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Facts Forum News, Vol. 4, No. 4, April 1955
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Facts Forum. Facts Forum News, Vol. 4, No. 4, April 1955 - File 061. 1955-04. University of Houston Libraries. University of Houston Digital Library. Web. November 20, 2019. https://digital.lib.uh.edu/collection/1352973/item/1259/show/1250.

Disclaimer: This is a general citation for reference purposes. Please consult the most recent edition of your style manual for the proper formatting of the type of source you are citing. If the date given in the citation does not match the date on the digital item, use the more accurate date below the digital item.

Facts Forum. (1955-04). Facts Forum News, Vol. 4, No. 4, April 1955 - File 061. Facts Forum News, 1955-1956. University of Houston Libraries. Retrieved from https://digital.lib.uh.edu/collection/1352973/item/1259/show/1250

Disclaimer: This is a general citation for reference purposes. Please consult the most recent edition of your style manual for the proper formatting of the type of source you are citing. If the date given in the citation does not match the date on the digital item, use the more accurate date below the digital item.

Facts Forum, Facts Forum News, Vol. 4, No. 4, April 1955 - File 061, 1955-04, Facts Forum News, 1955-1956, University of Houston Libraries, accessed November 20, 2019, https://digital.lib.uh.edu/collection/1352973/item/1259/show/1250.

Disclaimer: This is a general citation for reference purposes. Please consult the most recent edition of your style manual for the proper formatting of the type of source you are citing. If the date given in the citation does not match the date on the digital item, use the more accurate date below the digital item.

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Title Facts Forum News, Vol. 4, No. 4, April 1955
Series Title Facts Forum News
Creator
  • Facts Forum
Contributor
  • Evans, Medford
Publisher Facts Forum
Date April 1955
Language eng
Subject
  • Anti-communist movements
  • Conservatism
  • Politics and government
  • Hunt, H. L.
Place
  • Dallas, Texas
Genre
  • journals (periodicals)
Type
  • Text
Identifier AP2.F146 v. 4 1955; OCLC: 1352973
Collection
  • University of Houston Libraries
  • Facts Forum News
Rights No Copyright - United States: This item is in the public domain in the United States and may be used freely in the United States. The item may not be in the public domain under the copyright laws of other countries.
Item Description
Title File 061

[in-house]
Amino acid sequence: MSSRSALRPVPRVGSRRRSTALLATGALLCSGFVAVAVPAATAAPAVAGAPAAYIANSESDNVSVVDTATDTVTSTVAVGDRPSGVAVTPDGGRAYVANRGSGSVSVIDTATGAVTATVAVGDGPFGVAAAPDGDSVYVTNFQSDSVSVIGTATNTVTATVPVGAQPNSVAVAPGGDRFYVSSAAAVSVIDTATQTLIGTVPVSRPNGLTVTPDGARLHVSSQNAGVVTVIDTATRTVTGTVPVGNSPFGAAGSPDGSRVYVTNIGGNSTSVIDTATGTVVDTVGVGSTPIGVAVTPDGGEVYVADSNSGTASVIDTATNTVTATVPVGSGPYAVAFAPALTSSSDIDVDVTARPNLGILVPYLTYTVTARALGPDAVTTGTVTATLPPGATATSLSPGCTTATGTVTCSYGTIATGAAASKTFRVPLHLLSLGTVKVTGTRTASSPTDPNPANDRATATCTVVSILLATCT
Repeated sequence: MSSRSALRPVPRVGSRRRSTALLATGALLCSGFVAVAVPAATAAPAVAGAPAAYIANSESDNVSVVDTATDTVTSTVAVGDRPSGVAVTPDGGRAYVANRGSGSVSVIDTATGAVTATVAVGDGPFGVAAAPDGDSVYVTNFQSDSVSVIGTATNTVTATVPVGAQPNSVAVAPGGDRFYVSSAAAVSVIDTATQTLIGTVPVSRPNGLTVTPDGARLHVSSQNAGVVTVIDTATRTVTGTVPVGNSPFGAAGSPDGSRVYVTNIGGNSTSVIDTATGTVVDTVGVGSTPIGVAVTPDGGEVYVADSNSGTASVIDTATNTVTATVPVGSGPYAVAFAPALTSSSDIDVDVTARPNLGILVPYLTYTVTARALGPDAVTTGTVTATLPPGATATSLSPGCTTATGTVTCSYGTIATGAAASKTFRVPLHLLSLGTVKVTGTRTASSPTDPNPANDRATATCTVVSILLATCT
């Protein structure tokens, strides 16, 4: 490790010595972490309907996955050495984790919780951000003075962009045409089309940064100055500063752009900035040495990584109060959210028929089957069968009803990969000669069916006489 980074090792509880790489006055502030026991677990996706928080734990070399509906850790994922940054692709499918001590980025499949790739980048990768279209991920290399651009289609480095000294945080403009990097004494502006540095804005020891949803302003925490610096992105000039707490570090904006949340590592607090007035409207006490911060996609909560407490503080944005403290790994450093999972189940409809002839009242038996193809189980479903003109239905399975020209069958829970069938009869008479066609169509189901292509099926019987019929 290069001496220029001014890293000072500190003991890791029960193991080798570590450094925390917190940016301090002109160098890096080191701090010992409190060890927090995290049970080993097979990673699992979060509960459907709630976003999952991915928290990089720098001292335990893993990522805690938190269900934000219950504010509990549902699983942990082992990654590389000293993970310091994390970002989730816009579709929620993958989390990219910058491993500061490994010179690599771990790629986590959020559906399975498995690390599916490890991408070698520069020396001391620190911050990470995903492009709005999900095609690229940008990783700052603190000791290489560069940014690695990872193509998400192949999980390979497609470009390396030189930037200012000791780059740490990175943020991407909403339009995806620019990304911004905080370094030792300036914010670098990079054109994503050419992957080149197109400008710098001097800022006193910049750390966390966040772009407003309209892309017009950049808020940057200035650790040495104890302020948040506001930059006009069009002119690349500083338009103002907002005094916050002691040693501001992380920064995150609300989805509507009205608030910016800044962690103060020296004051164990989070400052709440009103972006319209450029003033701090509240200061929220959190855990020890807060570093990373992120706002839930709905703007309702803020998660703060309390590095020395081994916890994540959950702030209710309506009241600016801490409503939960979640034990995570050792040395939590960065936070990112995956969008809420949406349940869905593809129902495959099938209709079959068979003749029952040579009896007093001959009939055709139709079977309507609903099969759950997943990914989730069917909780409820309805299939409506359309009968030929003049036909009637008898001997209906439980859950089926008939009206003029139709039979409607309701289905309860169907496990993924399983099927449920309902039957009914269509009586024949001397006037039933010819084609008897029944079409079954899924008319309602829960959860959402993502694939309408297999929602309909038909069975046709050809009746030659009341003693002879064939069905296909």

Transcript r Pi I'"'' „;3..1 sa..ll' ,..3..r ,-eii.l1 lisl" g.8jP sen111. " .■:."" - I>« " ' sail" " 8:0*^ one.""' a.,""1" ni!! * 1 '■:«'', a L.tfl 7 3'"'; ■ ,■;»»' P£46£ /iV Ot/fl TIME? (Continued Irian Page 32) Ircal if the Presidenl continues lo believe "that there is no alternative to peace." It would in fact seem thai the onh difference between U.S. and British pol- ,cy is theii London wants us to compel Chiang Kai-shek to abandon the Quc- 'novs and Matsu withoul anv i/uiil pro '/""■ whereas Washington wants at least a teieii cease-fire and an end to Peiping's daily proclamation of its intention to attack Formosa. GUARANTEED NO INTERFERENCE Since the I Inited States has let it be understood that the Communists need nol fear war with us so long as they only nibble- at the offshore islands; and since we have forbidden the Nationalist air force and navy to bomb the airfields fte Communists are constructing eit foochow. e,r to interfere with the ship- Ping bringing war supplies to Foochow ■"id Aniov. sir have in effect guaranteed '" tin Communists that there will be no "it'-rfercncc with their preparations tor !'u' all-oul assault on the islands which Ur should regard as preparatory to an a|lac|< on Formosa and which would ""ein war with us. ll is almost as if jje bad told the' enemy that we won't ''"lit him until lie is good anil ready a"d will have a fair chance lo will. "n his return from Asia, on March 6. ™«. Dulles spoke as if he had become convinced thai firm opposition to any '"'dilional Communisl expansion is es- 8ential i<> leliiik "the crumbling away" ?' allied authority in Asia. But, as the }<■"' York Times also reported on March 7: Nothing in Mr. Dulles' remarks to,lav fMarrh 61 ,,,- during liis tour has removed tin- uncertaint] aboul whal tbe ' -S. will, oi will not, .1.. aboul die off- *Ore islands. -Nobody, except God ami maybe I'resi- ,'hl F.isenhower. although even ihis is '""I'tful. knows whether we shall, or ''" noI. fight lo defend lhe Quemoy i''"1 Matsu offshore islands. The Amcr- '"' public certainly docs not know and ('".' only choose between the venv ing "'nions ..I commentators, columnists I "' editorial writers. Congress does not ,,""»■ although Knowland ?•' We shall and Men's,- lhal i1."1,' It would seem lhal neither \li 'hill, ""HI, does determined nn thai neither nor Vilmii'.il Radford knows, al f •■*.. the latter definitely, and the '"'""'i- .linn.st certainly, wants us to °P die further triumphant advance of ".'""iiinism in Asia by a firm stand. .The Chines,. Nationalists don't know. I, """-'li the) undersl I originally that l"' administration hail pledged iise-lf to '' I' diem defend these strategically and "'""'.ilK mi tenii i-lamls. Their for eign minister. George K. C. A eh. having staled on February 10 thai the U.S. had promised lo defend the Quemoys and Matsu, retreated from his premise next day. After leaving the Slate Department, on the day he returned to Formosa, he weis reported by the New York Times as sav imi: lhal '"he had not intended to leave' the impression that the l.S. had given the Nationalist Chinese a specific pledge." Mr. A eh added that he would not "eliminate lhat possibility" bul said lhal '"il is for the United Stales to decide." —Wide World Photo President Eisenhower and Secretory of State Dulles Tbe Communists don'l know, and therein lies the greatest danger of war. leir. as we- should know from past experience, all wars are started by one miscalculation. History shows that both the first and second world wars might never have occurred if the intentions of the Western powers had been realized. But, as Sygnman Rhee has remarked. "There is an old saying that those who will not learn from history will be required Ii. repeal il." Ironically, considering lhe Republican campaign promises of 1952, it weis left lo .fames I'. Richards, the South Carolina Democrat who now heads the House Foreign Affairs Committee, to remark, on March 6. that lhe United States is risking em armed clash over the Matsu and Oucmov islands l.v withholding il- intentions regarding them. As he wisely slated, lhe consequence is likely lo he thai the Communists "will stent probing out our intentions. .. ami in doing so will open an armed clash." ll was al-o Mr. Richards who. on March 6, stated that when the joint resolution .ni Formosa was voted ihe administration had misled Congress into believing that il wa- guaranteeing the defense of the offshore islands, ll was also a Democrat. Senator George of Georgia, who pointed out the implications of Dulles' report, when he slated on March I! thai: The Communists portray us ns sseeek. and unless the free people ret ei clear sense ..I ..ur strength ond of mu willing. ness to use it. tlee-y nieev conclude that communism is ^..inei to win and then thev hee.l better join up. "acts FORUM NEWS, April, 1955 On lhe same day lhal Dulles was reporting lo lhe Senate Foreign Affairs Committee that the whole of Southeast \sia will be in danger unless the 1 .S.A. "makes its influence fell in a positive way," Air. Eden was telling the House of Commons lhal a Formosan cease-fire and withdrawal of the Nationalist Chinese' from the offshore islands could pave the way for consideration of Red China's entry into the United Nations "at an appropriate stage." When questioned concerning Eden's statement, so completely at variance with bis own. Mr. Dulles is reported to have said that he "knew nothing about it." Rut on February 11 Drew Aliddleton had reported to the New York Times thai Herbert Morrison had said that day: "The United Slates intends to retire from situations imperiling peace, such as insistence on occupation of islands near the Chinese mainland." As Air. Aliddleton also wrote, no "factual information" on this bad been made public, hut in London it seemed as if some "reassuring information" about lhe islands "bad passed from Washington to London." This no doubt accounts for Air. Eden's affirmative reply in the House of Commons on March H lo a question as to whether British "friendship, cooperation and consultation with lhe United Slates remained as strong as ever." This was on the same day lhal lhe British Foreign Secretary praised lhe 1 nited Stales for having "effectively restrained the Chinese Nationalists from initiating attacks against the Chinese mainland" and for having "persuaded" Chiang Kai-shek lo evacuate the Tachens. BRITAIN'S PRIVATE DEAL Il would therefore seem probable thai the Alsop brothers were eorreel when they reported lhat Dulles had made il elear lo Eden at Bangkok lhat if Britain could arrange a "private deal" along these' lines, we could "persuade" the Nationalists lo withdraw from lhe offshore islands. Stewart Alsop represented Eden as offering lhe carrot to the Communisl donkev while' Dulles threatens it with a slick. Those who want us to stand by our Chinese allies mighl view them instead as Dr. Jekyll and Mr. Hyde. "Pull devil, pull baker"—Britain's intentions are all loo plain while ours are veiled in tlle obscurity of double talk and double ihink. Moreover, British views are reinforced by the powerful voices of out own appeasei's and anli- anti-Communists eis voiced by the New ) ork Times .ind Washington Post and a host of American so-called liberal commentators and columnists who have' no conception of Communist aims and methods, or of the clear and present danger which menaces the United Stellcs. Taife 5(9